Incentives to Collude Extend the game with a participation stage at t = 0. We assume that firms play an open membership game as proposed by dAspremont et al. (1983). Outsiders have no incentive to join a cartel if: Insiders have no incentive to leave if: These two conditions together form the participation constraint. The participation constraint is a refinement criterion in the sense that it narrows the set of viable cartels. We further assume that firms receive a proportional share of total cartel profits (at least three reasons for this: natural way to divide the cake, empirical evidence (Harrington, 2006) and it facilitates collusion).
Incentives to Collude Lemma 8: As, a sufficiently small firm has no incentive to join any cartel. Lemma 9: A sufficiently large firm has an incentive to join any cartel. Proposition 10: A cartel agreement between the largest firms in the industry is a solution of the game. Note, however, that this result is typically not unique. There may well exist equilibria in which the largest outsider is larger than the smallest insider. A cartel that is of special interest is the cartel for which total cartel profits are highest, i.e., the most profitable cartel. We denote this cartel by. Proposition 11: For any given cartel size, the most profitable cartel comprises the largest firms in the industry. Proposition 12: If the smallest member of is sufficiently large, then is a solution of the game.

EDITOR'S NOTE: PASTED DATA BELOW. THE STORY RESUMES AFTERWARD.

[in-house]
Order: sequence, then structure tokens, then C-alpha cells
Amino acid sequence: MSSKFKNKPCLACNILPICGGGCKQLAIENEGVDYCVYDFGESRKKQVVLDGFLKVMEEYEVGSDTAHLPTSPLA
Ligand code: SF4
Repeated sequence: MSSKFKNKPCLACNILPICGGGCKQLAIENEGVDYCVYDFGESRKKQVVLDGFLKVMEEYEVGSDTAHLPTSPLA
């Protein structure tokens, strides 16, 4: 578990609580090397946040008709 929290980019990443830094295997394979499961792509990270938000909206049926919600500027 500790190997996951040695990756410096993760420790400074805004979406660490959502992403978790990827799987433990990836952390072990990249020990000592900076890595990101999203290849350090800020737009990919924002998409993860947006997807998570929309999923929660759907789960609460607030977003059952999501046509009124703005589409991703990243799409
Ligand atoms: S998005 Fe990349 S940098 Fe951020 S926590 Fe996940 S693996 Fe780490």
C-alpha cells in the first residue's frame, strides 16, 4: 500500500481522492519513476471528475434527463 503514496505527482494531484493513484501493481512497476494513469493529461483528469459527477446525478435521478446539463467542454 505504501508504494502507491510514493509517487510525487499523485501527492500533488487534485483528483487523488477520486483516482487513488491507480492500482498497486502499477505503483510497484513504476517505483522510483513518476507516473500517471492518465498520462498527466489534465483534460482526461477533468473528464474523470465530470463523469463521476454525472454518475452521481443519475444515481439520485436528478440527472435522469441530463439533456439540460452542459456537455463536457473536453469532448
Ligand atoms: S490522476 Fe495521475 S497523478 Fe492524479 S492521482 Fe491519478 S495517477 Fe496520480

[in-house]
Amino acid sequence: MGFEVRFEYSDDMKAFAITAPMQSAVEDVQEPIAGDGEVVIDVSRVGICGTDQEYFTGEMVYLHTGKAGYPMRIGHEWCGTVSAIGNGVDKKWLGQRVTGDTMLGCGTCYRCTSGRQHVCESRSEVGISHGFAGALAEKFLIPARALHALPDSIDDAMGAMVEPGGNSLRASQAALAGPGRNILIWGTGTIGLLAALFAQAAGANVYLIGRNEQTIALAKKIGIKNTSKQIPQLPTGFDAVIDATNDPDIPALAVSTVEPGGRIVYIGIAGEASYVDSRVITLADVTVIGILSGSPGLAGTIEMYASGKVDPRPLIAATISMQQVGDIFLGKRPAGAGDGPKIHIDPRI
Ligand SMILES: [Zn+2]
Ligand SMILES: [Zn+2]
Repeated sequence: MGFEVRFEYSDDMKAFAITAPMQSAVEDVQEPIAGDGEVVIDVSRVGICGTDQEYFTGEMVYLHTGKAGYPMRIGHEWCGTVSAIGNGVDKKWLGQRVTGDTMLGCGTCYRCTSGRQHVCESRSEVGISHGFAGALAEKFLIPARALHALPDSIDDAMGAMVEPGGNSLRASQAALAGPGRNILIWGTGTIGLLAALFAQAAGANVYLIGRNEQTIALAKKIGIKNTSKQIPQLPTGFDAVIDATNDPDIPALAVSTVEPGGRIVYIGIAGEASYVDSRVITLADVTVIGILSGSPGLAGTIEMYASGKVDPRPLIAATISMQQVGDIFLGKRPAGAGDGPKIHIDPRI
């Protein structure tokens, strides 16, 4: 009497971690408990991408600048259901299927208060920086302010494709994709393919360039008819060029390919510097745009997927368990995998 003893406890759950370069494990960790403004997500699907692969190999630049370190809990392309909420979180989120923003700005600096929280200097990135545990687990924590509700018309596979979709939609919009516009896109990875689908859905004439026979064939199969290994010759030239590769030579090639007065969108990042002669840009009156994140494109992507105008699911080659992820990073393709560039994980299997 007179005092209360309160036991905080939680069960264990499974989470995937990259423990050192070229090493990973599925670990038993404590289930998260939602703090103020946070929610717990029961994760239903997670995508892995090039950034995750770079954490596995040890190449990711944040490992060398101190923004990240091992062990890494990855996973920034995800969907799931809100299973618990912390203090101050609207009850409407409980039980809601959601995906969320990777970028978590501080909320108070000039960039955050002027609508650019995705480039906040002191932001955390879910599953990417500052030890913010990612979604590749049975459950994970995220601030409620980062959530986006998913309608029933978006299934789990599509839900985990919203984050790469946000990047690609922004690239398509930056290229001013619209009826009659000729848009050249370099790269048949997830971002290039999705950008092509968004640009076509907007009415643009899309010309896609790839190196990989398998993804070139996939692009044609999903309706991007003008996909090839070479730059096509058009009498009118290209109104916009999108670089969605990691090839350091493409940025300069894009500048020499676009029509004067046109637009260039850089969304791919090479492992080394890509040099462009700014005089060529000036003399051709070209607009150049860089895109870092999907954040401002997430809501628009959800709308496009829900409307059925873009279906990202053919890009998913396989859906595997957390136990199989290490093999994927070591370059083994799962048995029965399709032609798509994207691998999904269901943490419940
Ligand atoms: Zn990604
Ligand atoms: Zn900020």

Concluding Remarks This paper provides a rationale for the existence of incomplete cartels. Main conclusions: If cartelizing is costless the optimal cartel size is all-inclusive. If cartelizing is costly the optimal cartel size is less than all-inclusive when the smallest firms are sufficiently small. Sufficiently small firms have no incentive to take part in any cartel. Sufficiently large firms have no incentive to free-ride on any cartel. Under certain conditions, firms have an incentive to form the most profitable cartel, which may or may not be all-inclusive. It may be interesting to allow for large firms in absolute terms, but this significantly complicates the analysis. Note, however, that this is unlikely to change any of the main results.